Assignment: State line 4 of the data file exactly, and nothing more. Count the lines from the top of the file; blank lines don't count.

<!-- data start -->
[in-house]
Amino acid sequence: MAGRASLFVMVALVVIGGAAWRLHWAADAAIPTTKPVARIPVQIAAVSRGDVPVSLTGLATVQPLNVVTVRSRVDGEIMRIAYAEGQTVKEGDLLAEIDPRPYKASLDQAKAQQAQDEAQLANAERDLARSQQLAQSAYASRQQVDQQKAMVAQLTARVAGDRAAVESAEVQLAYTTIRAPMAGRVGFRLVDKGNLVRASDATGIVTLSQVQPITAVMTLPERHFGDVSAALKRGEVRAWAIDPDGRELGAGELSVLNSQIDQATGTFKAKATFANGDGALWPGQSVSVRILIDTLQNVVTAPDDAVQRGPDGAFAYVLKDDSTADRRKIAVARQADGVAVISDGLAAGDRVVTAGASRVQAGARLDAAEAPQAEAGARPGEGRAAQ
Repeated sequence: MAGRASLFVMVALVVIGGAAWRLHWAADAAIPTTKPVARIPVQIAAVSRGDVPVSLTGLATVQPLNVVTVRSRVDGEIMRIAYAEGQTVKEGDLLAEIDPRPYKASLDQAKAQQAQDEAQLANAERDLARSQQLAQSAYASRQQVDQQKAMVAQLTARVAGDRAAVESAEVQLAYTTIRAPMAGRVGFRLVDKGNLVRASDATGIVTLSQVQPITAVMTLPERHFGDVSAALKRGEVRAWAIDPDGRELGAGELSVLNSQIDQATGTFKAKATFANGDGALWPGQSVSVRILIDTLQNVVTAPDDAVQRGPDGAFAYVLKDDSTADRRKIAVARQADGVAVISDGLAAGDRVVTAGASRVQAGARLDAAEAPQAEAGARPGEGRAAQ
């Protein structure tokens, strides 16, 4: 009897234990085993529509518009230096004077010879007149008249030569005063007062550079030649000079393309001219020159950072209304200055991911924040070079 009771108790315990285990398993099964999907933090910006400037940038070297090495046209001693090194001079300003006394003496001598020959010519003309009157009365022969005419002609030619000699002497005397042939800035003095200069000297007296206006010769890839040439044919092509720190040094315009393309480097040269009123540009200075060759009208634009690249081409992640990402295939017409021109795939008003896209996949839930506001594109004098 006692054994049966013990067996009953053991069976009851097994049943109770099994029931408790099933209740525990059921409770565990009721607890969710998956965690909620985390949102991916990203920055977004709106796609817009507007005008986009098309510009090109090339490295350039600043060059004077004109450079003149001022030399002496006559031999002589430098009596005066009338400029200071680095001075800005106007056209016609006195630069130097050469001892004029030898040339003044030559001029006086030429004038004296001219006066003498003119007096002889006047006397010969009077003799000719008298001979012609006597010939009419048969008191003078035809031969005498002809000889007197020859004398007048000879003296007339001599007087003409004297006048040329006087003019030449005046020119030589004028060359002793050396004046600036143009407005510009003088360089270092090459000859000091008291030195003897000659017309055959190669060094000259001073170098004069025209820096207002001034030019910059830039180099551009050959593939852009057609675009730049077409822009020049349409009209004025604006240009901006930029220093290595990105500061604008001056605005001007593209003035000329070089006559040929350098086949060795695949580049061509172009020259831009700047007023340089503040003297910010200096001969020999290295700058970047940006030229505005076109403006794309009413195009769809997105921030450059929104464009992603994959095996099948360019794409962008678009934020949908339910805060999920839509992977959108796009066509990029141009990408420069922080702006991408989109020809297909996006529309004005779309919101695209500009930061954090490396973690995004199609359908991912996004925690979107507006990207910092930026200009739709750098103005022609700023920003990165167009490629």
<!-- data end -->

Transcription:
């Protein structure tokens, strides 16, 4: 009897234990085993529509518009230096004077010879007149008249030569005063007062550079030649000079393309001219020159950072209304200055991911924040070079 009771108790315990285990398993099964999907933090910006400037940038070297090495046209001693090194001079300003006394003496001598020959010519003309009157009365022969005419002609030619000699002497005397042939800035003095200069000297007296206006010769890839040439044919092509720190040094315009393309480097040269009123540009200075060759009208634009690249081409992640990402295939017409021109795939008003896209996949839930506001594109004098 006692054994049966013990067996009953053991069976009851097994049943109770099994029931408790099933209740525990059921409770565990009721607890969710998956965690909620985390949102991916990203920055977004709106796609817009507007005008986009098309510009090109090339490295350039600043060059004077004109450079003149001022030399002496006559031999002589430098009596005066009338400029200071680095001075800005106007056209016609006195630069130097050469001892004029030898040339003044030559001029006086030429004038004296001219006066003498003119007096002889006047006397010969009077003799000719008298001979012609006597010939009419048969008191003078035809031969005498002809000889007197020859004398007048000879003296007339001599007087003409004297006048040329006087003019030449005046020119030589004028060359002793050396004046600036143009407005510009003088360089270092090459000859000091008291030195003897000659017309055959190669060094000259001073170098004069025209820096207002001034030019910059830039180099551009050959593939852009057609675009730049077409822009020049349409009209004025604006240009901006930029220093290595990105500061604008001056605005001007593209003035000329070089006559040929350098086949060795695949580049061509172009020259831009700047007023340089503040003297910010200096001969020999290295700058970047940006030229505005076109403006794309009413195009769809997105921030450059929104464009992603994959095996099948360019794409962008678009934020949908339910805060999920839509992977959108796009066509990029141009990408420069922080702006991408989109020809297909996006529309004005779309919101695209500009930061954090490396973690995004199609359908991912996004925690979107507006990207910092930026200009739709750098103005022609700023920003990165167009490629």